Your answers to these burning questions may provide temporary relief of my pain and hopefully, the palliative state of our nation would improve with time.  But ultimately, my wish is for you and the state institution that you lead to step up, and take our women, girls and the entire citizenry seriously when reports of intimate partner violence and threats to kill etc. are made. I believe we — the people — can build a society that is more compassionate; a society that is premised on the principles of respect for human rights, the sanctity of human life and freedom and equality for all. Let’s act now so we can realise the society we deserve.

ronniedee_99@yahoo.com

The views expressed herein are those of the writer and do not necessarily represent the opinions or editorial position of iWitness News. Opinion pieces can be submitted to news.iwitness@gmail.com.

12 replies on “An open letter to the Commissioner of Police”

  1. Joshua Richardson says:

    Well spoken Sir. I too would ask an additional question. Is the Police Force a member of a BROTHERHOOD where the Brotherhood take care of their own? We need answers.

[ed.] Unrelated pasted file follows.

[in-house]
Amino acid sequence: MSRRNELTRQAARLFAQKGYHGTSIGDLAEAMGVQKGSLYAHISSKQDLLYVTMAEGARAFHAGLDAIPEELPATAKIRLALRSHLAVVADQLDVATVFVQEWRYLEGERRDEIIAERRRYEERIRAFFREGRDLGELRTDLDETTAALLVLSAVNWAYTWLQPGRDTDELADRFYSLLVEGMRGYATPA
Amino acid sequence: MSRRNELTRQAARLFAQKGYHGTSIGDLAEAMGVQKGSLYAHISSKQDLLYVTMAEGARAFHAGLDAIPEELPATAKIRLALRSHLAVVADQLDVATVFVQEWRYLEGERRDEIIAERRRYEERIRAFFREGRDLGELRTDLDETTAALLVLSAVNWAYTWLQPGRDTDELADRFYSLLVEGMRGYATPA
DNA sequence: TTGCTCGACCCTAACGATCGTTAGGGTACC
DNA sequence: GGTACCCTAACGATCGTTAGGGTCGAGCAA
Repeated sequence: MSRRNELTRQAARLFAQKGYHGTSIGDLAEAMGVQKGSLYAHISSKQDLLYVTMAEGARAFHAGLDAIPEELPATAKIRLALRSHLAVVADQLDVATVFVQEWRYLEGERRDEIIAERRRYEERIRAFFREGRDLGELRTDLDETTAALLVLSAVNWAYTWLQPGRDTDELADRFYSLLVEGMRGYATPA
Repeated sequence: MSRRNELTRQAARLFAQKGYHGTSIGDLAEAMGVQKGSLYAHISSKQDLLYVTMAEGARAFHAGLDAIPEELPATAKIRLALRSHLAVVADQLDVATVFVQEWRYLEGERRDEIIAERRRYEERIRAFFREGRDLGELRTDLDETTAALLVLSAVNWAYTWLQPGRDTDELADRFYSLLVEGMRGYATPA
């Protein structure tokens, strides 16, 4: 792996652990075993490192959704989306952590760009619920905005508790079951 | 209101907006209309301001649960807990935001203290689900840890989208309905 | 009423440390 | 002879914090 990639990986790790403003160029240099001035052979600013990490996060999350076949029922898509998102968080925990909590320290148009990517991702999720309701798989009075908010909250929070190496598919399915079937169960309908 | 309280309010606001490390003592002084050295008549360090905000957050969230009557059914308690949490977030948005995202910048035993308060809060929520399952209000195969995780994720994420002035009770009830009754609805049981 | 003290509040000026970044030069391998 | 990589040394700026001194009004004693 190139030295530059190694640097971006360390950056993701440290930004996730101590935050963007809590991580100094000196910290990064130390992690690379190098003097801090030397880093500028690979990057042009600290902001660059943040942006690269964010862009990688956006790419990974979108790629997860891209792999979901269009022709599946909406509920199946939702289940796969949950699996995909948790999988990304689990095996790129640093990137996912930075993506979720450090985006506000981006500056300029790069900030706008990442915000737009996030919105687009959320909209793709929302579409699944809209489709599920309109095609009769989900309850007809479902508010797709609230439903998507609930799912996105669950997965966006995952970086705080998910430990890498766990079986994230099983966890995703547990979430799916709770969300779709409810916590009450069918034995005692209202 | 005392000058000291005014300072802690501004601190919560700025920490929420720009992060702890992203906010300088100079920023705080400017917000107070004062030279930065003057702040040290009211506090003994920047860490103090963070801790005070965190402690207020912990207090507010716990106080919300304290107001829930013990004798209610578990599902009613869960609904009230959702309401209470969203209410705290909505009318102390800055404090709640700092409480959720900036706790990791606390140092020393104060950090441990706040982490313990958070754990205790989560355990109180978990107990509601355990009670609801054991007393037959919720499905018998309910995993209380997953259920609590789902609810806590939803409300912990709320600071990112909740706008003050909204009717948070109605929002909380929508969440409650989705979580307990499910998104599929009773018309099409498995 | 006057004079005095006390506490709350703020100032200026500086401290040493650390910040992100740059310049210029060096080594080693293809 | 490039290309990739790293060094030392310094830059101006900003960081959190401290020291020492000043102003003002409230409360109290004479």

2. Amos Greaves. says:

    Sir I for one have a vested interest in the commissioner’a response. These are provoking questions that the commission is bound to respond. The commissioner should voluntarily demit office for his collosal failure as a commissioner.

  3. Dear Mr. Daniel. My condolences to you. I had a similar situation in SVG last year when my father died. The Police fail to conduct an autopsy on my father to determine the cause of death. Further, the Bajan nurse in Mesopotamia walked passed my brother at his house, examined my father, walked out the house and did not even utter a word to my brother who was the care taker of my father. I once felt the same way you did. It is not a nice feeling.